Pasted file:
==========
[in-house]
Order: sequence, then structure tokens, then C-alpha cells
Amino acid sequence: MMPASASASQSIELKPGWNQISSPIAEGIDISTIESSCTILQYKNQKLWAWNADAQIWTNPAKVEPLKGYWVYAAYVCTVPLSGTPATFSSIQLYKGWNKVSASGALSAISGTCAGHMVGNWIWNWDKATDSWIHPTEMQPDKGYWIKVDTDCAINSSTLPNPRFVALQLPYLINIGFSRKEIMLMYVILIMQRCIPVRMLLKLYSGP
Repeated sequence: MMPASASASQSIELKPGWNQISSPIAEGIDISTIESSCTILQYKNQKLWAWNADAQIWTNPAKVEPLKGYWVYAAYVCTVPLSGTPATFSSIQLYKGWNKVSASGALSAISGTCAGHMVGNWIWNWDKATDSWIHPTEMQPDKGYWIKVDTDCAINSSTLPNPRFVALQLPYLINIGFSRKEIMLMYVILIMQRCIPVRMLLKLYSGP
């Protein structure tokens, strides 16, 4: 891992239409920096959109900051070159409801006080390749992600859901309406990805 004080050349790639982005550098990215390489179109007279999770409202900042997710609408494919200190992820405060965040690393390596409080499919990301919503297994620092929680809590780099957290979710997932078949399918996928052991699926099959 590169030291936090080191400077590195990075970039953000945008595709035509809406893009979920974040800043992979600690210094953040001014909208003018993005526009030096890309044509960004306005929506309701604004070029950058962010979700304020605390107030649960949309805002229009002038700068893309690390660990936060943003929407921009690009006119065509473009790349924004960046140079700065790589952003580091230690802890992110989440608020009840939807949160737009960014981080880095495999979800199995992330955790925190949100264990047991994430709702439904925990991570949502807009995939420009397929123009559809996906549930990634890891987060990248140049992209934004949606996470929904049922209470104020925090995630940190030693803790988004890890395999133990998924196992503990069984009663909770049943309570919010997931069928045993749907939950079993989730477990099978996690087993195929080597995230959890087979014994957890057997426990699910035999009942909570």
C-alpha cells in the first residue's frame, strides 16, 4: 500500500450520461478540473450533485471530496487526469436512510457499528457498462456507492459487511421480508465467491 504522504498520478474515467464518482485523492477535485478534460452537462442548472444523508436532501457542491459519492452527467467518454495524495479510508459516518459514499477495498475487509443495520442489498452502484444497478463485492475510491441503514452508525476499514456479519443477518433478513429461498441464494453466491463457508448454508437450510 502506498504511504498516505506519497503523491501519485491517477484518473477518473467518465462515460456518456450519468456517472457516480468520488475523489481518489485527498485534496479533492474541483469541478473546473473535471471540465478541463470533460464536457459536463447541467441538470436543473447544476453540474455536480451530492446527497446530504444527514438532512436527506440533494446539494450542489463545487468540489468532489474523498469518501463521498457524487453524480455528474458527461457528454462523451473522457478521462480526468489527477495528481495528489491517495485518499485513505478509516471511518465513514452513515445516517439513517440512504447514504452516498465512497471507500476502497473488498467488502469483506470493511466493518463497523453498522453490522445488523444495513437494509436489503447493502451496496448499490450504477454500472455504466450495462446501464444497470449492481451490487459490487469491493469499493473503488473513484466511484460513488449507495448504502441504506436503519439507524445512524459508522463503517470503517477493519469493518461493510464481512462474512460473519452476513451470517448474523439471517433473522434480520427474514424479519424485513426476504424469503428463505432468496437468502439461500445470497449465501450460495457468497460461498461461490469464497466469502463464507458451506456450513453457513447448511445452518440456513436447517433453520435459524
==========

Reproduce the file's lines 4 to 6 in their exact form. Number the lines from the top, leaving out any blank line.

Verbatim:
Repeated sequence: MMPASASASQSIELKPGWNQISSPIAEGIDISTIESSCTILQYKNQKLWAWNADAQIWTNPAKVEPLKGYWVYAAYVCTVPLSGTPATFSSIQLYKGWNKVSASGALSAISGTCAGHMVGNWIWNWDKATDSWIHPTEMQPDKGYWIKVDTDCAINSSTLPNPRFVALQLPYLINIGFSRKEIMLMYVILIMQRCIPVRMLLKLYSGP
């Protein structure tokens, strides 16, 4: 891992239409920096959109900051070159409801006080390749992600859901309406990805 004080050349790639982005550098990215390489179109007279999770409202900042997710609408494919200190992820405060965040690393390596409080499919990301919503297994620092929680809590780099957290979710997932078949399918996928052991699926099959 590169030291936090080191400077590195990075970039953000945008595709035509809406893009979920974040800043992979600690210094953040001014909208003018993005526009030096890309044509960004306005929506309701604004070029950058962010979700304020605390107030649960949309805002229009002038700068893309690390660990936060943003929407921009690009006119065509473009790349924004960046140079700065790589952003580091230690802890992110989440608020009840939807949160737009960014981080880095495999979800199995992330955790925190949100264990047991994430709702439904925990991570949502807009995939420009397929123009559809996906549930990634890891987060990248140049992209934004949606996470929904049922209470104020925090995630940190030693803790988004890890395999133990998924196992503990069984009663909770049943309570919010997931069928045993749907939950079993989730477990099978996690087993195929080597995230959890087979014994957890057997426990699910035999009942909570």
C-alpha cells in the first residue's frame, strides 16, 4: 500500500450520461478540473450533485471530496487526469436512510457499528457498462456507492459487511421480508465467491 504522504498520478474515467464518482485523492477535485478534460452537462442548472444523508436532501457542491459519492452527467467518454495524495479510508459516518459514499477495498475487509443495520442489498452502484444497478463485492475510491441503514452508525476499514456479519443477518433478513429461498441464494453466491463457508448454508437450510 502506498504511504498516505506519497503523491501519485491517477484518473477518473467518465462515460456518456450519468456517472457516480468520488475523489481518489485527498485534496479533492474541483469541478473546473473535471471540465478541463470533460464536457459536463447541467441538470436543473447544476453540474455536480451530492446527497446530504444527514438532512436527506440533494446539494450542489463545487468540489468532489474523498469518501463521498457524487453524480455528474458527461457528454462523451473522457478521462480526468489527477495528481495528489491517495485518499485513505478509516471511518465513514452513515445516517439513517440512504447514504452516498465512497471507500476502497473488498467488502469483506470493511466493518463497523453498522453490522445488523444495513437494509436489503447493502451496496448499490450504477454500472455504466450495462446501464444497470449492481451490487459490487469491493469499493473503488473513484466511484460513488449507495448504502441504506436503519439507524445512524459508522463503517470503517477493519469493518461493510464481512462474512460473519452476513451470517448474523439471517433473522434480520427474514424479519424485513426476504424469503428463505432468496437468502439461500445470497449465501450460495457468497460461498461461490469464497466469502463464507458451506456450513453457513447448511445452518440456513436447517433453520435459524